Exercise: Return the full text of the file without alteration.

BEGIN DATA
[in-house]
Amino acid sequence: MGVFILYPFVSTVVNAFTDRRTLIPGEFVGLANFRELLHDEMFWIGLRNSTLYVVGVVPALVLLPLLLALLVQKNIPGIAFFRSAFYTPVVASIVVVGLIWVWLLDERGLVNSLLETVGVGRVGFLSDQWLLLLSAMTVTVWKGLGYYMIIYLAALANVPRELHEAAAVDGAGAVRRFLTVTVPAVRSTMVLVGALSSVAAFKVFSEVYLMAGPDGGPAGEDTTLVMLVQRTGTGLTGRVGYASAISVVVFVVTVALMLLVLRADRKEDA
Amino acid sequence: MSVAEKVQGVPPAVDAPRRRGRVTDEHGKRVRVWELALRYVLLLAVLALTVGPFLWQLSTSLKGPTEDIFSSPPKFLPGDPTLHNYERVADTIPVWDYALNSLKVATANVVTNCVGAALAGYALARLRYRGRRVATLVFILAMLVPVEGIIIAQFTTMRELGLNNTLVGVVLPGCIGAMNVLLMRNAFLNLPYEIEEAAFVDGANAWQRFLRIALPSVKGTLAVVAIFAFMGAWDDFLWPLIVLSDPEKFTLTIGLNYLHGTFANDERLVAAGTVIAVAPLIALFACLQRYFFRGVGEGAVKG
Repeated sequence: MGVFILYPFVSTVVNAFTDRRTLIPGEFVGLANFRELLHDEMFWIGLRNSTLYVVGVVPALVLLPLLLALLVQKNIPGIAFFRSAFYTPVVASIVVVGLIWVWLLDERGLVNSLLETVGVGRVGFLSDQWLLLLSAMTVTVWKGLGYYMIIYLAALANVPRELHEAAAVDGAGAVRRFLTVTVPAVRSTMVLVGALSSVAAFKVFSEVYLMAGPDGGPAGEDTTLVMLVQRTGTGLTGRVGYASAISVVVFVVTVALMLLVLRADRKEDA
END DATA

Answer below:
[in-house]
Amino acid sequence: MGVFILYPFVSTVVNAFTDRRTLIPGEFVGLANFRELLHDEMFWIGLRNSTLYVVGVVPALVLLPLLLALLVQKNIPGIAFFRSAFYTPVVASIVVVGLIWVWLLDERGLVNSLLETVGVGRVGFLSDQWLLLLSAMTVTVWKGLGYYMIIYLAALANVPRELHEAAAVDGAGAVRRFLTVTVPAVRSTMVLVGALSSVAAFKVFSEVYLMAGPDGGPAGEDTTLVMLVQRTGTGLTGRVGYASAISVVVFVVTVALMLLVLRADRKEDA
Amino acid sequence: MSVAEKVQGVPPAVDAPRRRGRVTDEHGKRVRVWELALRYVLLLAVLALTVGPFLWQLSTSLKGPTEDIFSSPPKFLPGDPTLHNYERVADTIPVWDYALNSLKVATANVVTNCVGAALAGYALARLRYRGRRVATLVFILAMLVPVEGIIIAQFTTMRELGLNNTLVGVVLPGCIGAMNVLLMRNAFLNLPYEIEEAAFVDGANAWQRFLRIALPSVKGTLAVVAIFAFMGAWDDFLWPLIVLSDPEKFTLTIGLNYLHGTFANDERLVAAGTVIAVAPLIALFACLQRYFFRGVGEGAVKG
Repeated sequence: MGVFILYPFVSTVVNAFTDRRTLIPGEFVGLANFRELLHDEMFWIGLRNSTLYVVGVVPALVLLPLLLALLVQKNIPGIAFFRSAFYTPVVASIVVVGLIWVWLLDERGLVNSLLETVGVGRVGFLSDQWLLLLSAMTVTVWKGLGYYMIIYLAALANVPRELHEAAAVDGAGAVRRFLTVTVPAVRSTMVLVGALSSVAAFKVFSEVYLMAGPDGGPAGEDTTLVMLVQRTGTGLTGRVGYASAISVVVFVVTVALMLLVLRADRKEDA